[¶7] On February 4, 2014, McCollough was called into a meeting with Bryant and an assistant superintendent and was instructed to sign a memo, the substance of which McCollough claims he did not agree with.[4] McCollough maintains that he was told that his signature was required before he could return to teaching and coaching the basketball team. McCollough asserts that he signed the memo as an acknowledgment of what was alleged and with the further understanding that he could submit a letter for his file that contained his version of events. On February 18, 2014, McCollough did just that and submitted to Noblesville Schools a "[s]tatement for file - to be attached to signed paper from suspension letter" that set forth his version of what transpired during practice on January 28, 2014. Id. at 76.

         [¶8] McCollough's written contract for his position as the head basketball coach expired by its own terms on March 24, 2014. After that date, McCollough maintains that he continued to act as the head basketball coach as he had done for the previous nineteen years by identifying himself as the head coach, corresponding with others in his capacity as head coach, working with returning players, and talking to college basketball coaches and scouts. McCollough also notes that at a school board meeting on April 15, 2014, he was introduced as the head coach of the boys basketball team.

         [¶9] On April 16, 2014, Bryant handed McCollough a letter that informed McCollough that he was not being recommended for the head coaching position for the following school year. McCollough claims that he appealed the decision in writing and asked the Noblesville School Board to review the matter. However, a hearing was never held. Thereafter, McCollough claims that he applied for approximately thirty-one basketball coaching positions at high schools and colleges around Indiana. McCollough asserts that the main reason he did not receive any of the coaching positions is directly related to the public statement issued by Noblesville Schools that read as an admission by him to throwing a ball at and hitting a player.

         [¶10] On September 4, 2014, McCollough filed his complaint against the Defendants, asserting claims for defamation, intentional infliction of emotional distress, negligence, breach of contract, and tortious interference with a contract/business relationship.[5] McCollough also claimed the Defendants violated his due process rights. On December 22, 2014, the Defendants filed a motion for summary judgment. The trial court held a hearing on October 29, 2015, and issued its order on November 17, 2015, granting the Defendants' motion for summary judgment as to all of McCollough's claims except for defamation. McCollough filed a motion to reconsider or in the alternative a motion to certify the court's summary judgment order for interlocutory appeal. After a hearing, the trial court denied the motion to reconsider, but granted the request for certification. This court accepted jurisdiction on February 1, 2016.

         Discussion & Decision

         [¶11] In this interlocutory appeal, we are asked to consider the appropriateness of the trial court's summary judgment ruling. We begin by noting that Indiana follows a heightened summary judgment standard. As our Supreme Court has recently recognized:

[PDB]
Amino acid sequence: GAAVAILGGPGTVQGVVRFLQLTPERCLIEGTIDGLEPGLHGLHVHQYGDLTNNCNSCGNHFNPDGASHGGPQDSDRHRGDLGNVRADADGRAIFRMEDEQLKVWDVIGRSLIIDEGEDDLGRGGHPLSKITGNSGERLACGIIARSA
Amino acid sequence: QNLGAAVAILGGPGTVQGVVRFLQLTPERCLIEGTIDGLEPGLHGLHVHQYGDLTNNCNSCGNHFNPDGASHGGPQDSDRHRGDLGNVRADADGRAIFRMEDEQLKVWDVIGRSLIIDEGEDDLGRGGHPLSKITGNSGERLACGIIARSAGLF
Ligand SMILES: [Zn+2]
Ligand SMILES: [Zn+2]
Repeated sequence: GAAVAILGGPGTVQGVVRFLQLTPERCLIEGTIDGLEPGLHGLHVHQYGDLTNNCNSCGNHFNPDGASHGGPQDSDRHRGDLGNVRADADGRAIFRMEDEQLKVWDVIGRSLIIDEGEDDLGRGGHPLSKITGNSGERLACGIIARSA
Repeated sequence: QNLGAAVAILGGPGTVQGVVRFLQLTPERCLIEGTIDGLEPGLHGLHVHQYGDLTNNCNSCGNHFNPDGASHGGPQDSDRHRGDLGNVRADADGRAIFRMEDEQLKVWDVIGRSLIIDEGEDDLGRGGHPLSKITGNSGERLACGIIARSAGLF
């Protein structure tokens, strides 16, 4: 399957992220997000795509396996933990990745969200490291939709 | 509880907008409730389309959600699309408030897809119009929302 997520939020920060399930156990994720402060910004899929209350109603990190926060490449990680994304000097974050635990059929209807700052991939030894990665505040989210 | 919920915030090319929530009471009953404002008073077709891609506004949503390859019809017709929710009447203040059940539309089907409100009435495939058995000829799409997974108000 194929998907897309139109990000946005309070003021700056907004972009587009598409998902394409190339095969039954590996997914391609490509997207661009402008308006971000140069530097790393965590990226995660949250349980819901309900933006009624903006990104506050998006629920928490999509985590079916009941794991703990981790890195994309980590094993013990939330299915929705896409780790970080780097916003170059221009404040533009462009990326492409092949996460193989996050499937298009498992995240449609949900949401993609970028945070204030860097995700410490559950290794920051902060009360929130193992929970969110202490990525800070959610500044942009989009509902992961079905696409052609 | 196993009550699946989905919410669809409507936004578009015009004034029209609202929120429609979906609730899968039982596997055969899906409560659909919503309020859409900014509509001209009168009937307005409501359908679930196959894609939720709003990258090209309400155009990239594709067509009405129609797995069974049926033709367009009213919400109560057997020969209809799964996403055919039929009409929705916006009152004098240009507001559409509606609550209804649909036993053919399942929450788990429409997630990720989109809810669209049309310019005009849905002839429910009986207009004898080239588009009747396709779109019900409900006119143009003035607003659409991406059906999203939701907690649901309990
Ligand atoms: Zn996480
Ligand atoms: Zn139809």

Summary judgment "is a desirable tool to allow the trial court to dispose of cases where only legal issues exist." But it is also a "blunt ... instrument" by which "the non-prevailing party is prevented from having his day in court". We have therefore cautioned that summary judgment "is not a summary trial"; and the Court of Appeals has often rightly observed that it "is not appropriate merely because the non-movant appears unlikely to prevail at trial." In essence, Indiana consciously errs on the side of letting marginal cases proceed to trial on the merits, rather than risk short-circuiting meritorious claims.

Hughley v. State, 15 N.E.3d 1000, 1003-04 (Ind. 2014) (citations omitted).

         [¶12] Summary judgment is appropriate if, after reviewing the designated evidence, "there is no genuine issue as to any material fact and ... the moving party is entitled to a judgment as a matter of law." T.R. 56(C). A fact is material if its resolution would affect the outcome of the case, and an issue is genuine if a trier of fact is required to resolve the parties' differing accounts of the truth, or if the undisputed material facts support conflicting reasonable inferences. Williams v. Tharp, 914 N.E.2d 756, 761 (Ind. 2009). When the trial court has granted summary judgment, the nonmoving party has the burden on appeal of persuading us that the grant of summary judgment was in error. Adams v. ArvinMeritor, Inc., 48 N.E.3d 1, 9 (Ind.Ct.App. 2015). We review an order granting summary judgment de novo. Id.

         Intentional Infliction of Emotional Distress

         [¶13] The tort of intentional infliction of emotional distress (IIED) occurs when the defendant "(1) engages in extreme and outrageous conduct (2) which intentionally or recklessly (3) causes (4) severe emotional distress to another." Bah v. Mac's Convenience Stores, LLC, 37 N.E.3d 539, 549 (Ind.Ct.App. 2015) (quoting Curry v. Whitaker, 943 N.E.2d 354, 361 (Ind.Ct.App. 2011)), trans. denied. The requirements to prove this tort are rigorous, and at its foundation is "the intent to harm the ...